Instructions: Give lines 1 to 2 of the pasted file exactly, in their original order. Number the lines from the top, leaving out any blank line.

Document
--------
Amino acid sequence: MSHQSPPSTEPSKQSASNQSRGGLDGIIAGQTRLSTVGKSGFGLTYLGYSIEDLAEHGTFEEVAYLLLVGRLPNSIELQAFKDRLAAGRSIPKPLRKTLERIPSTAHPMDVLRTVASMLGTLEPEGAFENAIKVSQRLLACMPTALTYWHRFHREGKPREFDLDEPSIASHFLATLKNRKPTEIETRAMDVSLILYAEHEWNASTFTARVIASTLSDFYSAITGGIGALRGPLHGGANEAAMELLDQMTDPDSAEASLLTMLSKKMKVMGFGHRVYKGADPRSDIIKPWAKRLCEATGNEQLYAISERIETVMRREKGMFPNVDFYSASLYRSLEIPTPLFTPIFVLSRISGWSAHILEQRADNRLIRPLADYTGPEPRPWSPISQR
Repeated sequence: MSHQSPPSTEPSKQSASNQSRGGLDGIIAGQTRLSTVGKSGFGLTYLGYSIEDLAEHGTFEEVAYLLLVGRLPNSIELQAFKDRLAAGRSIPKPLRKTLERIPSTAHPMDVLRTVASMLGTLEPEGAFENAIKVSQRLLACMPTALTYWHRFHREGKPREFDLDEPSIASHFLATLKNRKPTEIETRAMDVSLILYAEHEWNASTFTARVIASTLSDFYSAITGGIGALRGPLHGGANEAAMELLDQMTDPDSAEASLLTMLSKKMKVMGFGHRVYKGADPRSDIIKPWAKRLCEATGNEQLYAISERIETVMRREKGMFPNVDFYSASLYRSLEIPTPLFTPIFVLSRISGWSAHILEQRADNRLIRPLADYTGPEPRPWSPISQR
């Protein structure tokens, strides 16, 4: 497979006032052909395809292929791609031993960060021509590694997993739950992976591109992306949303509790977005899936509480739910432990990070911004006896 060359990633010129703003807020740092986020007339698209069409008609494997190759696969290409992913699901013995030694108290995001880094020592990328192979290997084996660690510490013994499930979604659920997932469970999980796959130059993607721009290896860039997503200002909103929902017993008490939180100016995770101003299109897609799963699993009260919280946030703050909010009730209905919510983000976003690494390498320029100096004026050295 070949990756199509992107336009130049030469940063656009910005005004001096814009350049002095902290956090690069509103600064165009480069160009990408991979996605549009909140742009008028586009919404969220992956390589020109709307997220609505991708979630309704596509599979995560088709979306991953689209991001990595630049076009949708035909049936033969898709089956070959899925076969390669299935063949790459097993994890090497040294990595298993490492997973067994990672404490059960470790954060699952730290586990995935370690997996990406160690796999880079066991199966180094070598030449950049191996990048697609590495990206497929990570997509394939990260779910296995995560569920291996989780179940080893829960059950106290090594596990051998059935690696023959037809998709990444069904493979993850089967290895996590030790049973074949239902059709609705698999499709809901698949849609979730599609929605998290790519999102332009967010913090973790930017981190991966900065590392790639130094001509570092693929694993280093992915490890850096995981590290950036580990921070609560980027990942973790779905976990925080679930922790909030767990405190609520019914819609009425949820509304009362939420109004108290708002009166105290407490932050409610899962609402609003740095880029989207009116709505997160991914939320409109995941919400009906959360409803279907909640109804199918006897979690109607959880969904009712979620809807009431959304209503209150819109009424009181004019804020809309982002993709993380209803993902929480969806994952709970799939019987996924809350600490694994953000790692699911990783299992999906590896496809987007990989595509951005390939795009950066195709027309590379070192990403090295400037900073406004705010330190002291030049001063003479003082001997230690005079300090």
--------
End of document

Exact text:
Amino acid sequence: MSHQSPPSTEPSKQSASNQSRGGLDGIIAGQTRLSTVGKSGFGLTYLGYSIEDLAEHGTFEEVAYLLLVGRLPNSIELQAFKDRLAAGRSIPKPLRKTLERIPSTAHPMDVLRTVASMLGTLEPEGAFENAIKVSQRLLACMPTALTYWHRFHREGKPREFDLDEPSIASHFLATLKNRKPTEIETRAMDVSLILYAEHEWNASTFTARVIASTLSDFYSAITGGIGALRGPLHGGANEAAMELLDQMTDPDSAEASLLTMLSKKMKVMGFGHRVYKGADPRSDIIKPWAKRLCEATGNEQLYAISERIETVMRREKGMFPNVDFYSASLYRSLEIPTPLFTPIFVLSRISGWSAHILEQRADNRLIRPLADYTGPEPRPWSPISQR
Repeated sequence: MSHQSPPSTEPSKQSASNQSRGGLDGIIAGQTRLSTVGKSGFGLTYLGYSIEDLAEHGTFEEVAYLLLVGRLPNSIELQAFKDRLAAGRSIPKPLRKTLERIPSTAHPMDVLRTVASMLGTLEPEGAFENAIKVSQRLLACMPTALTYWHRFHREGKPREFDLDEPSIASHFLATLKNRKPTEIETRAMDVSLILYAEHEWNASTFTARVIASTLSDFYSAITGGIGALRGPLHGGANEAAMELLDQMTDPDSAEASLLTMLSKKMKVMGFGHRVYKGADPRSDIIKPWAKRLCEATGNEQLYAISERIETVMRREKGMFPNVDFYSASLYRSLEIPTPLFTPIFVLSRISGWSAHILEQRADNRLIRPLADYTGPEPRPWSPISQR